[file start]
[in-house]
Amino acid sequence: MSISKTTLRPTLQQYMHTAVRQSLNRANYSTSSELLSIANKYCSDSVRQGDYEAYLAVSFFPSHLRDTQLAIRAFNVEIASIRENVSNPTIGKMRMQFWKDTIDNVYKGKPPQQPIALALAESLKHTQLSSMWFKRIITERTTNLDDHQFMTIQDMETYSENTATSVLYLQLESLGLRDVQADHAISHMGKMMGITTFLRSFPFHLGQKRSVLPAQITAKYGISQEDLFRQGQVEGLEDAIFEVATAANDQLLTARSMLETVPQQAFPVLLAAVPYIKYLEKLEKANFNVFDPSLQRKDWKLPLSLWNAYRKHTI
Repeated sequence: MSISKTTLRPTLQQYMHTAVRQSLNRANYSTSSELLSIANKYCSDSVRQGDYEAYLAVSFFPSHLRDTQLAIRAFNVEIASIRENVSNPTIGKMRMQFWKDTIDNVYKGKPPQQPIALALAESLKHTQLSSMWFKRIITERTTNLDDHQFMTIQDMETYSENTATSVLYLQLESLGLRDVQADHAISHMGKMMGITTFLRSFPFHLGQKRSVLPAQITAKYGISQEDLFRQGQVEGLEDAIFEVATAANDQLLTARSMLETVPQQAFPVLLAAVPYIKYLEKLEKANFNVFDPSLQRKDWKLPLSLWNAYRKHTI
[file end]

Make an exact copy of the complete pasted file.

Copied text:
[in-house]
Amino acid sequence: MSISKTTLRPTLQQYMHTAVRQSLNRANYSTSSELLSIANKYCSDSVRQGDYEAYLAVSFFPSHLRDTQLAIRAFNVEIASIRENVSNPTIGKMRMQFWKDTIDNVYKGKPPQQPIALALAESLKHTQLSSMWFKRIITERTTNLDDHQFMTIQDMETYSENTATSVLYLQLESLGLRDVQADHAISHMGKMMGITTFLRSFPFHLGQKRSVLPAQITAKYGISQEDLFRQGQVEGLEDAIFEVATAANDQLLTARSMLETVPQQAFPVLLAAVPYIKYLEKLEKANFNVFDPSLQRKDWKLPLSLWNAYRKHTI
Repeated sequence: MSISKTTLRPTLQQYMHTAVRQSLNRANYSTSSELLSIANKYCSDSVRQGDYEAYLAVSFFPSHLRDTQLAIRAFNVEIASIRENVSNPTIGKMRMQFWKDTIDNVYKGKPPQQPIALALAESLKHTQLSSMWFKRIITERTTNLDDHQFMTIQDMETYSENTATSVLYLQLESLGLRDVQADHAISHMGKMMGITTFLRSFPFHLGQKRSVLPAQITAKYGISQEDLFRQGQVEGLEDAIFEVATAANDQLLTARSMLETVPQQAFPVLLAAVPYIKYLEKLEKANFNVFDPSLQRKDWKLPLSLWNAYRKHTI